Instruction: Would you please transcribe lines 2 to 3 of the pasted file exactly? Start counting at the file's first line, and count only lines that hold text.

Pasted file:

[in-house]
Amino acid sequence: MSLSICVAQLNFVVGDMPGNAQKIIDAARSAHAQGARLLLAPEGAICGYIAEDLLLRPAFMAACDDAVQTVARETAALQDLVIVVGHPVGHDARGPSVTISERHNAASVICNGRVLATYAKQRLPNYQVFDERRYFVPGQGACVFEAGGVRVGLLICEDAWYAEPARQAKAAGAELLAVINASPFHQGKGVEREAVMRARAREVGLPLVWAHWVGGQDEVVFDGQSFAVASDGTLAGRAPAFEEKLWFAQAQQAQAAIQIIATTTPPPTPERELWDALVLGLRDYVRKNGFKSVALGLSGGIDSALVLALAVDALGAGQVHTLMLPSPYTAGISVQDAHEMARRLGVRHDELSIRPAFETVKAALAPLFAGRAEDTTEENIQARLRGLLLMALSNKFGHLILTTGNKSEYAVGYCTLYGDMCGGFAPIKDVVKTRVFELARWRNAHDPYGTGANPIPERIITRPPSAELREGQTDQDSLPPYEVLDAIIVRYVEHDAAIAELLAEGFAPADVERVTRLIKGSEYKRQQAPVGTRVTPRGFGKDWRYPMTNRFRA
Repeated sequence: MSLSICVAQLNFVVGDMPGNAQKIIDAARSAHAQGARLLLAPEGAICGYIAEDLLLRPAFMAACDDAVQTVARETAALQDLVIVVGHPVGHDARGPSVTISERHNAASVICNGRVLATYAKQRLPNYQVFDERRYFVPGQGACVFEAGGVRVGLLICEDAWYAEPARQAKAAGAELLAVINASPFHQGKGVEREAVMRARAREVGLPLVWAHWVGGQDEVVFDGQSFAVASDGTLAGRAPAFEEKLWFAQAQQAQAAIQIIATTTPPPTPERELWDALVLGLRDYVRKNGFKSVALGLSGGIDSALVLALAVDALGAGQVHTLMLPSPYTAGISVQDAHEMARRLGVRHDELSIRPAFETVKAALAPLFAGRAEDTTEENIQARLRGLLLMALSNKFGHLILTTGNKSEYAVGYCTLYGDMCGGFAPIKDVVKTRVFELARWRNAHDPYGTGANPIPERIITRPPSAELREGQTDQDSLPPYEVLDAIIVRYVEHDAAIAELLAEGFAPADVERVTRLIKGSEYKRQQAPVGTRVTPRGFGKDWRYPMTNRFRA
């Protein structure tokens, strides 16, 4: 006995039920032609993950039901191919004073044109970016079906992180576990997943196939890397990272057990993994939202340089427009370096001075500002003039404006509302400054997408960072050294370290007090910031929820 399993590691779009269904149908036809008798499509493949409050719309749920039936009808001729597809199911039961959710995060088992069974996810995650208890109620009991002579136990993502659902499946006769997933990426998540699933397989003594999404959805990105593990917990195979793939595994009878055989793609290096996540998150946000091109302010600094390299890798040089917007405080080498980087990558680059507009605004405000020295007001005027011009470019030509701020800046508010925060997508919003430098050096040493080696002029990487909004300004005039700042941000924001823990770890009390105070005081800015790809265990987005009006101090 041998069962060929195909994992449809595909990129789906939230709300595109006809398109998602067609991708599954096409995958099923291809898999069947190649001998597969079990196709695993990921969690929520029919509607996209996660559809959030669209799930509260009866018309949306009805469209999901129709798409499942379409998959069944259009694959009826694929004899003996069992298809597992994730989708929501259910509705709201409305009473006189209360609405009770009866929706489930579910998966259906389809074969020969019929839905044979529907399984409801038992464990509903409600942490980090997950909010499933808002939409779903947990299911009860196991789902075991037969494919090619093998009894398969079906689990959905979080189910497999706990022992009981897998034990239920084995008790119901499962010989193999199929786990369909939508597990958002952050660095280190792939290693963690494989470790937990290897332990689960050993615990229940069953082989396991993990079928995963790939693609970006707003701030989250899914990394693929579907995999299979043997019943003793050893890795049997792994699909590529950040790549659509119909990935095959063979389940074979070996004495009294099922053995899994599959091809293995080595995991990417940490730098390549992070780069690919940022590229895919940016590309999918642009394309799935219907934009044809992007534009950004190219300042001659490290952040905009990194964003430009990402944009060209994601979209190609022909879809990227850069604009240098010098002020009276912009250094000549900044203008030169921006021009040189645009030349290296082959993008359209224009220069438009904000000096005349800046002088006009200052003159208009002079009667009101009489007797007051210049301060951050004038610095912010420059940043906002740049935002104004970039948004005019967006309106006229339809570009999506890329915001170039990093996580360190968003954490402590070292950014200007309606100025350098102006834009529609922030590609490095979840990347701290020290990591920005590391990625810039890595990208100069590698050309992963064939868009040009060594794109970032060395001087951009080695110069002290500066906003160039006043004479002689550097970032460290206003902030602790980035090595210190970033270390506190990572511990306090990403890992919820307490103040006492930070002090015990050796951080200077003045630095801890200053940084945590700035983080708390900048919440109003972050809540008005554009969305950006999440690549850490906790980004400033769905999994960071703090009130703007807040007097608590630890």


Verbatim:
Amino acid sequence: MSLSICVAQLNFVVGDMPGNAQKIIDAARSAHAQGARLLLAPEGAICGYIAEDLLLRPAFMAACDDAVQTVARETAALQDLVIVVGHPVGHDARGPSVTISERHNAASVICNGRVLATYAKQRLPNYQVFDERRYFVPGQGACVFEAGGVRVGLLICEDAWYAEPARQAKAAGAELLAVINASPFHQGKGVEREAVMRARAREVGLPLVWAHWVGGQDEVVFDGQSFAVASDGTLAGRAPAFEEKLWFAQAQQAQAAIQIIATTTPPPTPERELWDALVLGLRDYVRKNGFKSVALGLSGGIDSALVLALAVDALGAGQVHTLMLPSPYTAGISVQDAHEMARRLGVRHDELSIRPAFETVKAALAPLFAGRAEDTTEENIQARLRGLLLMALSNKFGHLILTTGNKSEYAVGYCTLYGDMCGGFAPIKDVVKTRVFELARWRNAHDPYGTGANPIPERIITRPPSAELREGQTDQDSLPPYEVLDAIIVRYVEHDAAIAELLAEGFAPADVERVTRLIKGSEYKRQQAPVGTRVTPRGFGKDWRYPMTNRFRA
Repeated sequence: MSLSICVAQLNFVVGDMPGNAQKIIDAARSAHAQGARLLLAPEGAICGYIAEDLLLRPAFMAACDDAVQTVARETAALQDLVIVVGHPVGHDARGPSVTISERHNAASVICNGRVLATYAKQRLPNYQVFDERRYFVPGQGACVFEAGGVRVGLLICEDAWYAEPARQAKAAGAELLAVINASPFHQGKGVEREAVMRARAREVGLPLVWAHWVGGQDEVVFDGQSFAVASDGTLAGRAPAFEEKLWFAQAQQAQAAIQIIATTTPPPTPERELWDALVLGLRDYVRKNGFKSVALGLSGGIDSALVLALAVDALGAGQVHTLMLPSPYTAGISVQDAHEMARRLGVRHDELSIRPAFETVKAALAPLFAGRAEDTTEENIQARLRGLLLMALSNKFGHLILTTGNKSEYAVGYCTLYGDMCGGFAPIKDVVKTRVFELARWRNAHDPYGTGANPIPERIITRPPSAELREGQTDQDSLPPYEVLDAIIVRYVEHDAAIAELLAEGFAPADVERVTRLIKGSEYKRQQAPVGTRVTPRGFGKDWRYPMTNRFRA